The Los Angeles Times‘ Don Lee is one of the many, many sources to note the potential for a complete implosion of the Mexican-American economic relationship. What else can be said but that this risks the long-term economic future of North America?
“I think it’s very dangerous — dangerous economically and dangerous politically,” said Timothy Wise, a globalization and Mexico-economy expert at Tufts University, referring the possible pullout.
Under NAFTA, which also includes Canada, any of the three countries can exit from the agreement after giving six months’ notice. Trump had threatened during the campaign to walk away from NAFTA and to impose tariffs of 35% on Mexican goods coming into the U.S.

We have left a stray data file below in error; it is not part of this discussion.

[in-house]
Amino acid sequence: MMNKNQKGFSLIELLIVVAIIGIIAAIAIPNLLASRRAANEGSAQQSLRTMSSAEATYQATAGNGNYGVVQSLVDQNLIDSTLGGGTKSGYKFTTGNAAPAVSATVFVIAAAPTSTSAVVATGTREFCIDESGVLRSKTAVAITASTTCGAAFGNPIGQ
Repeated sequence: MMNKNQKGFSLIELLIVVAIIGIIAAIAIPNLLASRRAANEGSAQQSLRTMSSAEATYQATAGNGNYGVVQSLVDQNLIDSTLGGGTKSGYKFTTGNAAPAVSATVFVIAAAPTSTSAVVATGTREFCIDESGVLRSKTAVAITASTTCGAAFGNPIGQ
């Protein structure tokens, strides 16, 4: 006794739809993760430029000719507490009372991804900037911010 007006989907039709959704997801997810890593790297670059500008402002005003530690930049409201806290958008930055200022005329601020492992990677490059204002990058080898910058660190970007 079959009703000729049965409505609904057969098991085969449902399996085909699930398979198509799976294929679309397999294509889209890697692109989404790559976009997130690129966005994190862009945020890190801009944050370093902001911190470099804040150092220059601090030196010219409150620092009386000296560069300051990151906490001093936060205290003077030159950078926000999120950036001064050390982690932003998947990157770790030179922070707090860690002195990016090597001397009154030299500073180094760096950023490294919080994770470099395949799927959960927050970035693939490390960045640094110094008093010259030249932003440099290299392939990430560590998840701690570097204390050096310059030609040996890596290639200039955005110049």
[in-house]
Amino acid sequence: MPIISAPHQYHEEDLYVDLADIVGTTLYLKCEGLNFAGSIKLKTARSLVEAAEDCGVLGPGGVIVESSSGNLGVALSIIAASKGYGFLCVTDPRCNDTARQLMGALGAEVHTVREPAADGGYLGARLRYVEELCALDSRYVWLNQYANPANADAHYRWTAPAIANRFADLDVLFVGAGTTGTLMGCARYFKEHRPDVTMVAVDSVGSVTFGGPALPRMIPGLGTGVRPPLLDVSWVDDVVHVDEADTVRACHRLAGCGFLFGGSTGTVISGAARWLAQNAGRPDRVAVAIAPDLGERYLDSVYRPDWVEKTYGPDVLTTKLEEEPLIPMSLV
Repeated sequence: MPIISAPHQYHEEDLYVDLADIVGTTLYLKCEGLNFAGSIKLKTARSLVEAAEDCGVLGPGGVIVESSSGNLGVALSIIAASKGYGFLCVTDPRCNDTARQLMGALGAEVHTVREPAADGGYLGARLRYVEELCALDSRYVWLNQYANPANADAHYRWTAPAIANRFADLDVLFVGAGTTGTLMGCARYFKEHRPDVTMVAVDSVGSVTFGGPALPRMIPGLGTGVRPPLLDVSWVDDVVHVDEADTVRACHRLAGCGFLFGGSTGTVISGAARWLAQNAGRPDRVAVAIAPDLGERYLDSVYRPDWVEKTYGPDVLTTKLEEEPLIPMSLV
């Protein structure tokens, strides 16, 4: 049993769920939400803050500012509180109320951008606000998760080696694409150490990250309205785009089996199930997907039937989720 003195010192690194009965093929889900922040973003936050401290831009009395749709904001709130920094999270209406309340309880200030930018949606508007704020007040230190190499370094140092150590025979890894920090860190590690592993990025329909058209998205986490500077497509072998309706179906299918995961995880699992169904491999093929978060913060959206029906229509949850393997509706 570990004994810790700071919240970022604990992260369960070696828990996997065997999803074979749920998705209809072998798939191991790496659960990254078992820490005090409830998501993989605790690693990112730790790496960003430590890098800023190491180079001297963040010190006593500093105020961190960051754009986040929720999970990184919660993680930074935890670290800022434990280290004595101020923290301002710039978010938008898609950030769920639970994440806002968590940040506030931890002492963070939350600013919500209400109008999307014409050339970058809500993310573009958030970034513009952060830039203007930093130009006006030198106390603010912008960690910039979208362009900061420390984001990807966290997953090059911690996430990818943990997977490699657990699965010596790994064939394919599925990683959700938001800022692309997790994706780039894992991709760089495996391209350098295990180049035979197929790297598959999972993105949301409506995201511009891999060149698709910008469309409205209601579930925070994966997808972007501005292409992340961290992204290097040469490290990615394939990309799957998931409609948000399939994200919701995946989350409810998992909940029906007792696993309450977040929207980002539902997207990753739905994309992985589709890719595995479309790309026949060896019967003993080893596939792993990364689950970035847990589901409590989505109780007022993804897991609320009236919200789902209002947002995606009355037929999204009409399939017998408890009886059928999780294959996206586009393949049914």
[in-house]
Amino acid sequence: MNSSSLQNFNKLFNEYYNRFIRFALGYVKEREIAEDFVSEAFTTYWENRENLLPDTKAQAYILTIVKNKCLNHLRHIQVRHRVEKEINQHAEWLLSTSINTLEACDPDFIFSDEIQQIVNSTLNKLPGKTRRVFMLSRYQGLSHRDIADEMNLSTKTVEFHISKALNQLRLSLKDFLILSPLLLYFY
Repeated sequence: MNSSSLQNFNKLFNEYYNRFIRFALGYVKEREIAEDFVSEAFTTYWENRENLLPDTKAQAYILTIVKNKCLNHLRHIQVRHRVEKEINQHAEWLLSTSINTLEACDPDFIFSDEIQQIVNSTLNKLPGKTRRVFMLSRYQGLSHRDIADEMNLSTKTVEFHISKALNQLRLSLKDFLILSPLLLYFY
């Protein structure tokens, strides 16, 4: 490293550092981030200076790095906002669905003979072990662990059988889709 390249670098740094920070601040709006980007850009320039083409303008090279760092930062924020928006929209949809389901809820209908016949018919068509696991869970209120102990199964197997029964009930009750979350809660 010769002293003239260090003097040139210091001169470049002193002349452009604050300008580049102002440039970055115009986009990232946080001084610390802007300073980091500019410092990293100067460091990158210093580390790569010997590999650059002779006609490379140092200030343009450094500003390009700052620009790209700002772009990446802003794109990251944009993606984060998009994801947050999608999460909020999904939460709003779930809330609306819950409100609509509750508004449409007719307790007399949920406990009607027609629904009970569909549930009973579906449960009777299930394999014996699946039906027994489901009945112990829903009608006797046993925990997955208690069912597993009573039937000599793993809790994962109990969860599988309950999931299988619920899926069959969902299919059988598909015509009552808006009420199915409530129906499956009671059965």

On Thursday, the White House proposed a complicated 20% tax on sales by U.S. companies of imported goods from Mexico and other nations to help pay for the wall.
Since his election, Trump and top economic officials have spoken frequently about their desire to renegotiate the 23-year-old pact, which many across the political spectrum believe needs to be revised and updated.
But Trump’s early actions as president to crack down on illegal immigration and his insistence that Mexico pay for a wall across the southern border were met with tough responses from Peña Nieto and other Mexican officials, some of whom indicated that Mexico was prepared to leave NAFTA if there weren’t clear benefits for their nation.